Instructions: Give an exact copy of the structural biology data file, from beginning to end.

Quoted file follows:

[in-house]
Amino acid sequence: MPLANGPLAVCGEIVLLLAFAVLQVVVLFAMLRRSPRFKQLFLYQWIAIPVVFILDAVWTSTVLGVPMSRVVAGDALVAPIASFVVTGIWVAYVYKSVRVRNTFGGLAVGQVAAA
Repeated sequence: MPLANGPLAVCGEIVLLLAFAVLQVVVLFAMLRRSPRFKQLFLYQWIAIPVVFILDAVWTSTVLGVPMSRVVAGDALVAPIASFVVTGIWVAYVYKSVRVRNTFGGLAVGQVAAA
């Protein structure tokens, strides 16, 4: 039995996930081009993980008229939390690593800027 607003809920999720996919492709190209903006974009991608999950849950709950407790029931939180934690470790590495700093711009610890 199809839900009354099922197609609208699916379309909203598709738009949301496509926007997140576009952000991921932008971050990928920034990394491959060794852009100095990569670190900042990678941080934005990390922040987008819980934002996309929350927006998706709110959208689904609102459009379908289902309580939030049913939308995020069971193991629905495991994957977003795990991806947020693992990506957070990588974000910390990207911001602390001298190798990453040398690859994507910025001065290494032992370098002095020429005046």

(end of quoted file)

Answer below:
[in-house]
Amino acid sequence: MPLANGPLAVCGEIVLLLAFAVLQVVVLFAMLRRSPRFKQLFLYQWIAIPVVFILDAVWTSTVLGVPMSRVVAGDALVAPIASFVVTGIWVAYVYKSVRVRNTFGGLAVGQVAAA
Repeated sequence: MPLANGPLAVCGEIVLLLAFAVLQVVVLFAMLRRSPRFKQLFLYQWIAIPVVFILDAVWTSTVLGVPMSRVVAGDALVAPIASFVVTGIWVAYVYKSVRVRNTFGGLAVGQVAAA
């Protein structure tokens, strides 16, 4: 039995996930081009993980008229939390690593800027 607003809920999720996919492709190209903006974009991608999950849950709950407790029931939180934690470790590495700093711009610890 199809839900009354099922197609609208699916379309909203598709738009949301496509926007997140576009952000991921932008971050990928920034990394491959060794852009100095990569670190900042990678941080934005990390922040987008819980934002996309929350927006998706709110959208689904609102459009379908289902309580939030049913939308995020069971193991629905495991994957977003795990991806947020693992990506957070990588974000910390990207911001602390001298190798990453040398690859994507910025001065290494032992370098002095020429005046």